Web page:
I was a bit late to the party, but I finally did it. I finally watched THE WIRE.

And, yes, it is the most amazing TV series ever.

Talk to any devotee of the show and they’ll give you the same reason as to why: it’s just so REAL. Before I watched it, I wondered how these people could comment on its accuracy, given that said recommenders were neither police officers nor drug dealers (as far as I knew). After completing the series yesterday, though, I understood. Maybe the details bolster the show’s quality, but the realest thing about THE WIRE is the characters.

As a writer, there are five characterization techniques I am taking away from this show in order to craft better characters in my own stories (don’t worry–no spoilers).

1. Nobody is entirely good or bad. The corner boys and higher ranking drug dealers are not monsters. The police officers are not saints. The drug addicts are not ghosts. And, of course, there is subtlety in the extent to which goodness and badness mix within an individual. Some police officers are shittier human beings than others. Some gangsters are more honorable than others. Everybody is complicated.

2. Morality is flexible. Most of us like to think we have a moral code by which we abide. An ethical system guiding our decisions, helping us make sense of the world.  While that may be true some of the time, certain situations demand difficult decisions.

3. Most People are selfish. It’s a sad truth, but a truth nonetheless. When it comes down to it, a vast majority of these sad sacks of flesh and blood will look out for number one. And a lot of systemic problems are nothing but the combined selfshness of individuals. But note the qualifier–there are a noble few who will sacrfice self be it out of honor, loyalty, or compassion.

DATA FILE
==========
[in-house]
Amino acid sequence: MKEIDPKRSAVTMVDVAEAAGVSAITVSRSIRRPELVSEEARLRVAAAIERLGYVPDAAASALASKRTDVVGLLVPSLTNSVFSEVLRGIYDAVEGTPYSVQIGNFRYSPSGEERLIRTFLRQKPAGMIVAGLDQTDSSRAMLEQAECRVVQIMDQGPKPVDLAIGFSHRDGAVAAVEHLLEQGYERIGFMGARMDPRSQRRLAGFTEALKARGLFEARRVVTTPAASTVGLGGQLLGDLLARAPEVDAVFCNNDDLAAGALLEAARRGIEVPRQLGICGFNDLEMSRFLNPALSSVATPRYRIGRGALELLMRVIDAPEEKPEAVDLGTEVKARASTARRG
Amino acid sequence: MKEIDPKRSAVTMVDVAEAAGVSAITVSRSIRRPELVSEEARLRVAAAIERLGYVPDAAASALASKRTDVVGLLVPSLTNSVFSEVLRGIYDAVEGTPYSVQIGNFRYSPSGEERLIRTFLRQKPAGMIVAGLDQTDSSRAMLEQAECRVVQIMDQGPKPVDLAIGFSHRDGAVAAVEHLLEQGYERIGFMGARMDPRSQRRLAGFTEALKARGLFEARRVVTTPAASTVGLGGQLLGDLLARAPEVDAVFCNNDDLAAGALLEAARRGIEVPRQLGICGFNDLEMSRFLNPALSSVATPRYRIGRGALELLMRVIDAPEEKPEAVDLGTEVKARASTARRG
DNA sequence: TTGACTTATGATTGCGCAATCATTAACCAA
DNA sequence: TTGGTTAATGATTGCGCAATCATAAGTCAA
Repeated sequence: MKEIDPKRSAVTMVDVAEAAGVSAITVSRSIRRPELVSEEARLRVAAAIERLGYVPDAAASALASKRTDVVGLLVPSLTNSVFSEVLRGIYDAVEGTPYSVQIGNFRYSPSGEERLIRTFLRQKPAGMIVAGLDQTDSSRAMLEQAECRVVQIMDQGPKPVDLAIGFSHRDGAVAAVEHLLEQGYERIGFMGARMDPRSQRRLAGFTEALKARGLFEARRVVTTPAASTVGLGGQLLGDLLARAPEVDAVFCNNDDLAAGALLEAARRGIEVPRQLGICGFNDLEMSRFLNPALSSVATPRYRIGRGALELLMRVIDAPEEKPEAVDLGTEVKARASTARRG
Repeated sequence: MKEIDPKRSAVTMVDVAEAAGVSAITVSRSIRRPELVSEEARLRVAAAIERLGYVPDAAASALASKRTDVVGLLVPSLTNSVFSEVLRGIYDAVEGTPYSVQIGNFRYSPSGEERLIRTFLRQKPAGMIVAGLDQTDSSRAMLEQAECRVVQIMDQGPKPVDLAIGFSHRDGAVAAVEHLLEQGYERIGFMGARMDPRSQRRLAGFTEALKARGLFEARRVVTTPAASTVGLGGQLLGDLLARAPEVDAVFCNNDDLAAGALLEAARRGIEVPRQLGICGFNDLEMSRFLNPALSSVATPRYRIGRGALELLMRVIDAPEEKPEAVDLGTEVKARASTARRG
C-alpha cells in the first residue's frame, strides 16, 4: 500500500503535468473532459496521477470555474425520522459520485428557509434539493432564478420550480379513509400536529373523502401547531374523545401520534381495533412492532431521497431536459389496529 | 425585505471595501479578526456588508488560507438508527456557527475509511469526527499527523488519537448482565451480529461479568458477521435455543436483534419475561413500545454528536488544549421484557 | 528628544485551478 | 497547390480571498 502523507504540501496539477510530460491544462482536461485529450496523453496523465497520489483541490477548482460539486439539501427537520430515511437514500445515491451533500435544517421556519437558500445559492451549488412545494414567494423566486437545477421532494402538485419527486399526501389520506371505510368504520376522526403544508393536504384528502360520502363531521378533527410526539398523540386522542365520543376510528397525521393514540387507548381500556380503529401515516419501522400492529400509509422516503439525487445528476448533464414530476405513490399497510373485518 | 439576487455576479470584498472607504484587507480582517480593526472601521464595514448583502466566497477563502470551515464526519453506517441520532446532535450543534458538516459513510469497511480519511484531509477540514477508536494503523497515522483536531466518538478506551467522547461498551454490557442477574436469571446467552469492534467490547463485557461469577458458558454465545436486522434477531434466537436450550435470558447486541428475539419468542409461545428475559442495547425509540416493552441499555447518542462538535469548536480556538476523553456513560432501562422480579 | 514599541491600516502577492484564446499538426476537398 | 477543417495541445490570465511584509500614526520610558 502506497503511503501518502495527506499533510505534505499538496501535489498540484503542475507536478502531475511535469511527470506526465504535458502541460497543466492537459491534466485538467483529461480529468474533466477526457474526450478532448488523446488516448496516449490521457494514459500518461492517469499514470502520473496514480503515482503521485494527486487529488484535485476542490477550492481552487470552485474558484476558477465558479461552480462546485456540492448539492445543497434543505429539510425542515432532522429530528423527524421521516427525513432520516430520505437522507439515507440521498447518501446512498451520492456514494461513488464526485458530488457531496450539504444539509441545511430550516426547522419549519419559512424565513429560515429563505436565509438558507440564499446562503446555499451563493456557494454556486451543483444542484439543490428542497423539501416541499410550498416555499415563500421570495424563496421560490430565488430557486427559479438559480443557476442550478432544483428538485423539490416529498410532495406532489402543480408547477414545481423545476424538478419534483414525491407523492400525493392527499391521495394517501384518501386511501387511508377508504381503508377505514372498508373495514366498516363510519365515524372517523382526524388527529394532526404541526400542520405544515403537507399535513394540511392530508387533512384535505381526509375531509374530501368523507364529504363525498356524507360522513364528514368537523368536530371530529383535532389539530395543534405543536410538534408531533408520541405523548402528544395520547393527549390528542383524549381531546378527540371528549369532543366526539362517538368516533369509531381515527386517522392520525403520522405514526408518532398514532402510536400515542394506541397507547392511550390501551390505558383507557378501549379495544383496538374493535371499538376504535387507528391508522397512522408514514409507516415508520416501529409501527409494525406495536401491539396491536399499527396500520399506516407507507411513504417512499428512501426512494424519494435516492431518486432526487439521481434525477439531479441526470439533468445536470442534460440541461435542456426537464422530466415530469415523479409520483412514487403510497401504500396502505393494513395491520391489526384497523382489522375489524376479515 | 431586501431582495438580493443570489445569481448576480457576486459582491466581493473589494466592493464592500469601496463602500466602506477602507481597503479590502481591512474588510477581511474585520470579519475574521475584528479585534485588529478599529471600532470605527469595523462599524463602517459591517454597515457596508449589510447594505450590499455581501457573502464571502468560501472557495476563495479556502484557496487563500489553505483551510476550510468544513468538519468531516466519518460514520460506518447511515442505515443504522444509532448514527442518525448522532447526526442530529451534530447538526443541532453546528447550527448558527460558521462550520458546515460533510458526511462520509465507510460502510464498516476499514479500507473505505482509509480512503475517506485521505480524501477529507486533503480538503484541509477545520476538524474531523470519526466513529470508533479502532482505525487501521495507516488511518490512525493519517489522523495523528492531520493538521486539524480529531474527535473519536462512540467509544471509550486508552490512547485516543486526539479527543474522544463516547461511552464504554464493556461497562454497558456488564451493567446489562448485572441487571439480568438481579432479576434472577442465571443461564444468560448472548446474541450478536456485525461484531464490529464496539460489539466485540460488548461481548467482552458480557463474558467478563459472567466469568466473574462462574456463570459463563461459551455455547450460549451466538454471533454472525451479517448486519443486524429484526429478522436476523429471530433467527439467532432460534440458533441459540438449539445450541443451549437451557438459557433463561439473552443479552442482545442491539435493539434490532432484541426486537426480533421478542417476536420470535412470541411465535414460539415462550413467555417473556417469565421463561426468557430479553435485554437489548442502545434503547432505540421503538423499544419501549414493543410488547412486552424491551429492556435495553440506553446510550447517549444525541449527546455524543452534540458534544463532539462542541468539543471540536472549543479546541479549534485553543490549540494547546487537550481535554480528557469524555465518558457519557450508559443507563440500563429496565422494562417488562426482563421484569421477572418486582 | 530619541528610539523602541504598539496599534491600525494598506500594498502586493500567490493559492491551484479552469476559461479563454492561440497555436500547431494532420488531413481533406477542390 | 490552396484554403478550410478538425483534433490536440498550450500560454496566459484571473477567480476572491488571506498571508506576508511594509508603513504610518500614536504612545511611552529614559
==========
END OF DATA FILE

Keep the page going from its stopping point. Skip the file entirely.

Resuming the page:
4. Everything is connected. No man is an island. Sometimes people are connected in practical ways, through blood or location or their professional lives, and sometimes they’re connected in unseen ways. A does this and B does that, so C does this. People exist and operate within contexts that impact others tangibly and intangibly.

5. Change is hard-won. Thanks to modern storytelling conventions, audiences have come to expect the main character to change for the better as a result of his/her struggles. Yet anyone can tell you this is horribly unrealistic. In real life, yes, some people improve. But others become worse human beings, and still others remain the same despite what they’ve gone through.

As Tupac told us so many years ago, that’s just the way it is.

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